The European Power Sector in 2017 report was released by think tank Sandbag in cooperation with German advocacy group Agora Energiewende.
It found non-hydro renewable generation – wind, solar, and biomass – produced more power in 2017 (679TWh) than coal (669TWh) for the first time.
Sandbag noted the fact coal produced more than twice that of non-hydro renewables just five years ago.
Last year was also the first time renewables' share of gross electricity production in Europe reached 30% — up from 29.8% in 2016.
"This was because the huge growth in wind generation was almost completely offset by the lowest hydro electricity generation in a decade," the report explained.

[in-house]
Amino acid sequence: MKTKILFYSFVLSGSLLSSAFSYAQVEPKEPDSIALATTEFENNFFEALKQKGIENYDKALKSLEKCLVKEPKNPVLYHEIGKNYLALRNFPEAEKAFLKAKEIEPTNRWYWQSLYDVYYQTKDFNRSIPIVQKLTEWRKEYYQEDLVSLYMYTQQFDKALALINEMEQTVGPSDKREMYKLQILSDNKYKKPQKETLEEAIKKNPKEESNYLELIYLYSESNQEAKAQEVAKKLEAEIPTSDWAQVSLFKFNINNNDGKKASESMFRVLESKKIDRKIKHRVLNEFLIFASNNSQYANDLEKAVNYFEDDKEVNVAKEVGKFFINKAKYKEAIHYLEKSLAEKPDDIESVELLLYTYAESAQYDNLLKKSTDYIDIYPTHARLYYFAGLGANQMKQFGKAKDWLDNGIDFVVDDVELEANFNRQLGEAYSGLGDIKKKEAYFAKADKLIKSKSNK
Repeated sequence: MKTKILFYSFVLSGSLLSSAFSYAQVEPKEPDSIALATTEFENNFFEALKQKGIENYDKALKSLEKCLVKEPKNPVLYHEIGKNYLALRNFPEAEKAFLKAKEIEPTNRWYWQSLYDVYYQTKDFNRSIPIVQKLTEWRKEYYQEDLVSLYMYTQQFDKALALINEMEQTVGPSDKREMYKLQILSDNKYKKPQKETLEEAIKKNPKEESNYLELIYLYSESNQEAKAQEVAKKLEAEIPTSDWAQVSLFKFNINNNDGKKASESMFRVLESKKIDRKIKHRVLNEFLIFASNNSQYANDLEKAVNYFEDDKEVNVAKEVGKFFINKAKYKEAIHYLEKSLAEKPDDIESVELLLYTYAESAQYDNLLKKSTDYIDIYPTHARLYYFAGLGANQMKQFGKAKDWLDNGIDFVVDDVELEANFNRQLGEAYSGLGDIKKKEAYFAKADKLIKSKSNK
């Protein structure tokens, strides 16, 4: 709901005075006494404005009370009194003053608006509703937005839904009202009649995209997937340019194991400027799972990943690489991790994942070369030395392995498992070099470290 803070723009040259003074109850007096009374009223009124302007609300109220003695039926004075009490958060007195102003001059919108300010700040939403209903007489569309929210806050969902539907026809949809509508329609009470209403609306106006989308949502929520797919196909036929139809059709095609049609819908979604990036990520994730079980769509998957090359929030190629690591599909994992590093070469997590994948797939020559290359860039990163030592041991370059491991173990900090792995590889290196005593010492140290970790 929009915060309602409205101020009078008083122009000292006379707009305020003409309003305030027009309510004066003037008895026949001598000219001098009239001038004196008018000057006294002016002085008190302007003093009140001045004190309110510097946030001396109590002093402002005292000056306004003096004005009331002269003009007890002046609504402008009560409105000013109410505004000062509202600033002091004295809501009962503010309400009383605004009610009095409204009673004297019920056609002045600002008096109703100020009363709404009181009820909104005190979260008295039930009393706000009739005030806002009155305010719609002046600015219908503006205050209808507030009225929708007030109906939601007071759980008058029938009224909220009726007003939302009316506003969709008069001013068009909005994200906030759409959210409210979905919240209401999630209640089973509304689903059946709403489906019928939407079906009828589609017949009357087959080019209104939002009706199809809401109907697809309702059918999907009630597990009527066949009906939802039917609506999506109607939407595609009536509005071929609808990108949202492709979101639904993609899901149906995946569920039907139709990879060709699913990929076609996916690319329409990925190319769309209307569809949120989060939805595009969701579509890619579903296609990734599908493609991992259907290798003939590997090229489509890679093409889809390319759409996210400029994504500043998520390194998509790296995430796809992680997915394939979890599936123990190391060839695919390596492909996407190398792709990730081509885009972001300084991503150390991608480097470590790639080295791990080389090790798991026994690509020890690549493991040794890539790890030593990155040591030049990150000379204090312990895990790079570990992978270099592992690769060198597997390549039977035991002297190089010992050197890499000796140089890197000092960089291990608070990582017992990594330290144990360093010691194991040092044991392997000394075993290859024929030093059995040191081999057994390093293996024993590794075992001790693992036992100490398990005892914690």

However, renewable deployment is becoming more reliant on Germany and the UK, and is increasingly "biased" towards wind power.
Germany and the UK alone contributed roughly 56% of renewables generation growth between 2014 and 2017 – up from 41% in 2011-2014.
"To some extent this may reflect the fact that some member states have already reached their national 2020 targets under the EU Renewable Energy Directive...
"It is, however, also a reflection of unnecessarily high financing costs, particularly in central and south-eastern Europe, standing in the way of translating the dramatic decline in renewable energy technology costs into truly low-cost renewable energy projects," the report suggested
Wind, meanwhile, provided 46% of generation from 2011 to 2014. Since then, however, it has supplied 72%, the report said.
In the report's outlook, Sandbag predicts renewable power to supply a third of Europe's electricity in 2018.